• Posted January 14, 2008 at 6:49 am
    • Permalink

    what about the menus desapearing?
    when i go throgh de bar menus they desapear and appear…
    it seems to have to sessions on the same desktop… could you start other x session directly?

    • Jorixine
    • Posted January 14, 2008 at 7:00 am
    • Permalink

    so sorry for my horrible english in the last post…
    its too early for me here in Argentina

  5. @Jorixine
    You can just forward single application instead of the entire GNOME desktop, that should solve that problem. Instead of typing “ssh -X username@server.ip.address” then type in your app in such as “firefox”.

    Hope that helps 🙂

    • David
    • Posted January 14, 2008 at 9:33 am
    • Permalink

    Ronny, both IP’s and IPs are acceptable and proper in English.

  6. @Olev

    While it is not required to set static IPs to “run” SSH. Why would you even use SSH if you can’t connect to it from another computer?

    • MarK
    • Posted January 14, 2008 at 2:51 pm
    • Permalink

    I have done this with KDE and it works in 10.4, But when I upgrade to 10.5 the desktop would be stuck on top of every thing so it made work in possible. I just ran the kicker instead of full blown KDE

  7. @B-Con

    You guys are going to have to excuse me I wrote up this article awhile ago. So I’m trying to read it over again to get the gist of what I was doing then. Apparently this is not the most streamlined approach! It does work, even though there are a few unnecessary steps. 😉

    I’ll try and clean it up a tad.

    • wcarlson
    • Posted January 16, 2008 at 9:21 am
    • Permalink

    NO! Do not use mv, this will reset the permissions on the file to that of the new file!

    Example:

    [wcarlson@g wrk]$ touch testfile testfile1
    [wcarlson@g wrk]$ chmod 600 testfile1
    [wcarlson@g wrk]$ v testfile*
    -rw-r–r– 1 wcarlson users 0 Jan 16 10:18 testfile
    -rw——- 1 wcarlson users 0 Jan 16 10:18 testfile1
    [wcarlson@g wrk]$ mv testfile1 testfile
    mv: overwrite `testfile’? y
    [wcarlson@g wrk]$ v testfile*
    -rw——- 1 wcarlson users 0 Jan 16 10:18 testfile

    Editting the files directly is the correct answer, followed close;y by cp _newfile_ _oldfile_.

  8. @wcarlson

    Thanks for the insight, I have went ahead and changed the commands to “sudo gedit”. That should save the existing permissions, correct?

    Plus its much easier to do it that way, instead of the old “gedit” >> save to desktop >> “mv”. 🙂

  9. NX is easier and a lot sexier

  10. I’m actually just getting Gtk-Warning **: cannot open display on my gf’s MAC book running 10.4

  11. @Stubbs

    Are you typing the “ssh -X” command in normal OS X Terminal? You need to type this in the X11 terminal located in Applications >> Utilities (You might need to download it or install it from the OS X install disk).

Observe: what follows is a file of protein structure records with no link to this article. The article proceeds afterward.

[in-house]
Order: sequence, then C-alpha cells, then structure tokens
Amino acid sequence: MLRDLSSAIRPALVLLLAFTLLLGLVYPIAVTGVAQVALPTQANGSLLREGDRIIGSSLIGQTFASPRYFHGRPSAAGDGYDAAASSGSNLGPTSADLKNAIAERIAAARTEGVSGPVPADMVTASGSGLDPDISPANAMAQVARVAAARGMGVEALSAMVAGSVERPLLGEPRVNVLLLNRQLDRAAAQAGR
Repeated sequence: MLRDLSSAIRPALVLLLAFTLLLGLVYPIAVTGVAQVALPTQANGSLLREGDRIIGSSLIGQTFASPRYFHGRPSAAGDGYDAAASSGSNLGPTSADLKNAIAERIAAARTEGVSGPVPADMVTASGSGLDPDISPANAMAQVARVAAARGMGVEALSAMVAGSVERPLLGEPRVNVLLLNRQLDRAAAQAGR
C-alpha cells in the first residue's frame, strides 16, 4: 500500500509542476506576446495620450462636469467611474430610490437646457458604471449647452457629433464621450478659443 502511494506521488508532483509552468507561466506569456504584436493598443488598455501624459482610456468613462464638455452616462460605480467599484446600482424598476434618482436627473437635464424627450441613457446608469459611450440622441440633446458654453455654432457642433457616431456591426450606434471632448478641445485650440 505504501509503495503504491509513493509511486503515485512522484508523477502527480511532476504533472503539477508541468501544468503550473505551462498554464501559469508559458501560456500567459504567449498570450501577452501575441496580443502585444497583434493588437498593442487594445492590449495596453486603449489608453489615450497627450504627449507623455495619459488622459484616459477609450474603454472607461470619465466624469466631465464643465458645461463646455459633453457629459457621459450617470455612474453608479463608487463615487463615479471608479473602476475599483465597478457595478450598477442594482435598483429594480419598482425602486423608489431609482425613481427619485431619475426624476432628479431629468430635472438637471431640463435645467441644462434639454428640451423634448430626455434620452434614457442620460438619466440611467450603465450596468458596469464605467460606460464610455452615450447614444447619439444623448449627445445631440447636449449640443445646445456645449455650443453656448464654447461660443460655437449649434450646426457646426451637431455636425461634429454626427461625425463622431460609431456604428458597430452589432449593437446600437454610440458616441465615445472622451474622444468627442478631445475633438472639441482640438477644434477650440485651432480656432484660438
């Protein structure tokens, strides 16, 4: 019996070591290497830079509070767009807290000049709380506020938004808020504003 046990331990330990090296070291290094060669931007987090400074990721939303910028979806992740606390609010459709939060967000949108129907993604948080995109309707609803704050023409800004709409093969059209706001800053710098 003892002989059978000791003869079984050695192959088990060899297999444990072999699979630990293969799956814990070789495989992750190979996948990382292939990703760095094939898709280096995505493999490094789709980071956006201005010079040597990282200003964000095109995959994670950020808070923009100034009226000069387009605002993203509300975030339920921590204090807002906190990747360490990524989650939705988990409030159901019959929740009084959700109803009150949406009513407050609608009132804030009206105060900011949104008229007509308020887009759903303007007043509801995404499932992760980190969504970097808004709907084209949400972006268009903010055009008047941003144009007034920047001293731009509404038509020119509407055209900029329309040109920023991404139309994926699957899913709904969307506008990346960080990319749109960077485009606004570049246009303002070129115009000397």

Hope that helps

    • Tone
    • Posted January 27, 2008 at 9:25 am
    • Permalink

    Hi, I’m also getting “Gtk-WARNING **: cannot open display:”
    on OSX 10.3.9 (also owned by GF)
    Is there anything else that needs to be installed on the Mac?

  12. thanks for the article, i’ll give it a try.

    • mieses
    • Posted January 27, 2008 at 5:01 pm
    • Permalink

    Forwarding X and Gnome over SSH seems slower (10 – 100x slower) than VNC when connecting remotely (DSL, Cable modem, etc).

    I’m using Xming + putty to connect from Windows to a remote Linux box. I tried SSH protocol compression. It made things even slower.

    Are you saying that X forwarding shouldbe faster for LAN or for remote connections?

    • Matt
    • Posted April 11, 2008 at 1:49 am
    • Permalink

    Your blog make me chuckle from beginning to end^_^!! It sounds absolutely great to me. Your blog is my favorite!

    • Jon
    • Posted October 27, 2008 at 10:40 pm
    • Permalink

    This also did not work under OSX 10.5.5. I loaded xterm up in X11.app as one of the comments pointed out but I still get the symptoms of the desktop not being clickable. The remote server is fedora 9 if that matters. Advice? Did anyone actually get this working?

    • Anonymous
    • Posted February 3, 2009 at 4:07 pm
    • Permalink

    For OSX 10.5 (Leopard), you need to change the quartz-wm binary to use the –proxy-only option. Otherwise, you’ll get the odd windowing behavior. The best way to do this is to copy /usr/X11/lib/X11/xinit/xinitrc to ~/.xinitrc and edit the new file to include the /usr/X11/lib/X11/xinit/xinitrc.d/99-quartz-wm.sh file with the –proxy-only option.

  13. That works great for me using Xming under windows to acces a remote Red hat server 🙂

  14. Hey,

    Great tutorial!

    The only problem is that after running gnome-session my whole keyboard seems to be upside down.
    What I mean is that 1-9 seem to have become ertyui]p, the backspace is at j and the , on backspace. Weird isn’t it? This is true for every single key on my keyboard. Feels strange to type a with the caps key and find yourself typing uppercase after pressing f.

    Before I started gnome-session it worked fine… But I can’t find my way in Ubuntu without the menu. What is the default keyboard layout used before starting gnome-session?